27/02/18 | By Philip Kane

[caption id="attachment_5132" align="alignleft" width="300"] Huntress_Diana_by_Edward_McCartan By John Benson (Flickr Huntress) [CC BY 2.0 (httpcreativecommons.orglicensesby2.0)], via Wikimedia Commons[/caption]In Her most familiar guise, the classical goddess Diana appears as the huntress. More often than not, She is portrayed as a lithe and athletic young woman, carrying her bow in one hand and accompanied by her hunting dogs.

Yet in our modern age this is an aspect of the Goddess that is rarely recognised, let alone being one with whom most of us feel comfortable. There is certainly, at least to some extent, an element of queasiness about the whole issue of the hunt, born of modern sensitivities. Such sensitivities are not wrong, for the character of hunting, in European societies at least, has fundamentally changed in the last few centuries, but those sensitivities should not be allowed to colour our understanding of other times and cultures, or our understanding of the context that informs a myth.

The archetype of the Goddess-as-huntress arises from an age when the hunt was an absolute necessity for the survival of the community. And the skills of the hunt were themselves considered to be a form of magical power (like that of the blacksmith) that had an intrinsic value. Accounts of hunting in "traditional cultures" tend to emphasise the close relationship, even bond, between the hunter and the prey, the remarkable closeness of the hunter to the natural environment, closeness to a degree that raises the path of the hunt to the status of a spiritual path in itself.

Somehow, the awareness of this side of our relationship with Nature has been distorted beyond recognition. A part of the responsibility for this, at least, lies with the influence of some New Age ideas that have emphasised a false and imbalanced focus on Light, at the expense of the other side of the spiritual equation. We all need to find our own point of balance, between the Light and the Dark, between positive and negative poles, between the "masculine" and "feminine" aspects of ourselves; between the consciousness of the hunter and the consciousness of the hunted within each and every one of us.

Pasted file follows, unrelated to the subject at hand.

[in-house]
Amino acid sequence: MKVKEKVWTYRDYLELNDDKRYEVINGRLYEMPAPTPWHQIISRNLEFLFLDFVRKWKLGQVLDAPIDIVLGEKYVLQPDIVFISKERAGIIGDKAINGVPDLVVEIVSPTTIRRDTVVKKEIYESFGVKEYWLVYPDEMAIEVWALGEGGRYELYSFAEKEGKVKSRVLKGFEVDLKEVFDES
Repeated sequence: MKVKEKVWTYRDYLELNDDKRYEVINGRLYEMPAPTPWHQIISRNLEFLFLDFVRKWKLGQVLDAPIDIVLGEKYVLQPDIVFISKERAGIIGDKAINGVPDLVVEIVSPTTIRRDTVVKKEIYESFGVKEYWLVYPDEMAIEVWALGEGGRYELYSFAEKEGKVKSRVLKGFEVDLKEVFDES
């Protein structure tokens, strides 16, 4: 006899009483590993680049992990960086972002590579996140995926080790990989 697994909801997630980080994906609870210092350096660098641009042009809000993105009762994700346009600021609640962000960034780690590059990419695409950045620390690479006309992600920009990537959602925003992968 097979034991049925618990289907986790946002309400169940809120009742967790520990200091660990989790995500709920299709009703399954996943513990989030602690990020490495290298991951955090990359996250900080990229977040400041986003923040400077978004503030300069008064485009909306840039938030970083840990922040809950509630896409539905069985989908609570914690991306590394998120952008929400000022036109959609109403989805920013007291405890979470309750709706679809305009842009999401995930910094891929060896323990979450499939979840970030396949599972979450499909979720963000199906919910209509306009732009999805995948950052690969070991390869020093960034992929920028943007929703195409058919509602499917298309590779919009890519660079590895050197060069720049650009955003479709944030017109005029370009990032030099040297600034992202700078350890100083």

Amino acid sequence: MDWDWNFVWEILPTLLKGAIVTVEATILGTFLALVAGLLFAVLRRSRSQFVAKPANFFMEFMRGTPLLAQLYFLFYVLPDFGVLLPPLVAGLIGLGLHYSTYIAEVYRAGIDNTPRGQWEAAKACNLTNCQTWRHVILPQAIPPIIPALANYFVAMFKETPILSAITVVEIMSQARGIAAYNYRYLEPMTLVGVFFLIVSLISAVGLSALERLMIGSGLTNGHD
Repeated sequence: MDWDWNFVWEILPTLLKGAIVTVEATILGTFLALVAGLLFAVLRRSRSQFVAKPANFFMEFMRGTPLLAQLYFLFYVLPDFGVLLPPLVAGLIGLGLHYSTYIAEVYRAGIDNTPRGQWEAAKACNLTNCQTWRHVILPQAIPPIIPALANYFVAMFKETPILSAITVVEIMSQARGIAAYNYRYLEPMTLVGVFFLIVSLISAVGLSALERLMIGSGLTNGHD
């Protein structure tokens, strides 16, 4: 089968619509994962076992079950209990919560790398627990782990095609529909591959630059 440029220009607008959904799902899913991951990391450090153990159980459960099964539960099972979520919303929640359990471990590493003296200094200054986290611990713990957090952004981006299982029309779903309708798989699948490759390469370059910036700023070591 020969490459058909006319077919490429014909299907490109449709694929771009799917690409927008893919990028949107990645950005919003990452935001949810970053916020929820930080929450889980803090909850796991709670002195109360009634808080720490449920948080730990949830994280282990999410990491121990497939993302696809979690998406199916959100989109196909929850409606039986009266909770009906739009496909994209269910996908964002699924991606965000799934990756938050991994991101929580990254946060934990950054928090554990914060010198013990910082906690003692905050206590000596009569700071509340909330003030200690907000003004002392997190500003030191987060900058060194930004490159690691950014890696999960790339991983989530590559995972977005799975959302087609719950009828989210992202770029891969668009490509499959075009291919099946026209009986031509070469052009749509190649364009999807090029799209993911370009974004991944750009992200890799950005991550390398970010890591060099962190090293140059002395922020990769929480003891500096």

The Goddesses of darkness, whether Diana-as-huntress, Kali or Morrigan (and, of course, their male consorts), have a vital place in the scheme of totality, a place that we disregard at our peril. For those aspects of Nature, be it our own inner nature or that which is all around us, that we ignore or repress tend to break into our attention in other, and often dramatic or even terrible ways. It is unsurprising, for example, that the Roman Catholic priesthood, regarding sexuality as a sinful (i.e. "dark") force and insisting on celibacy, has such an appalling record of sexual exploitation and abuse. The same kind of consequence can result from the repression of our own Darkness.

To reiterate - Dark should not be equated with "evil". War Goddesses such as the Morrigan and Cathubodva hold court over the battlefield as naturally as a lioness must hunt in order to bring food to her cubs. They are simply what they are. Just as death is necessarily an integral part of life, and as life is so often sustained by death.

Diana is not often regarded specifically as one of these Dark Goddesses. But Her role as the huntress carries much the same charge. Because of this, the image of Diana the Huntress can help us to perceive our fiercer instincts in a more positive form than is usually encouraged. For Diana, the hunt is a maternal action. She is the protector of the family of Her devotees, and of Her spiritual heritage, and the protection that She offers may be swift and ruthless; and so all the more effective.

The role of goddess-as-huntress highlights, too, the core value of balance within our attitudes to the Land. In terms of our outward actions, we need to be prepared and able not only to nurture our natural environment, but to defend and protect that environment in practical and effective ways. In our own selves, we need to grow a capacity to be our own guardians, to protect, with the proud and just ferocity of the huntress, whatever is essential to our own humanity, whatever is essential to our own individual being and spiritual wholeness.

The process begins within. Unless we can learn to be assertive in our own right, unless we can become the protectors of our own Inner nature, we cannot fully act as the guardians of the Land in its outward manifestations.

Much has been made, over recent years, of the phenomenon of the "eco-warrior". The term itself raises some interesting and relevant issues. Crucial to the genuine warrior path, in all cultures and historical periods, has been the central awareness that the warrior's foremost and essential battle is always internal, demanding an intense focus upon one's own inner personal development.

I feel that there is an important lesson to be learned from this. That if we truly wish to become the guardians of our natural heritage and birthright - to become, in effect, the warriors of the Land - then our training must be more profound than a training in the forms and the techniques of civil disobedience. We have to look in, as well as out, through the window of the soul.

Warriors, hunters...the images of these, the archetypes that still haunt us, have been demeaned and disfigured. They have become badly confused, now, with the more recently constructed picture of the mechanically obedient soldier, or with the leisured brutality of the ruling class. In the course of becoming fully human (in terms of fulfilling our genuine spiritual potential), in the course of recovering our sense of integration within the Land, we will need to regain the original meaning of the archetypes.


0 comments on this article

This thread has been closed from taking new comments.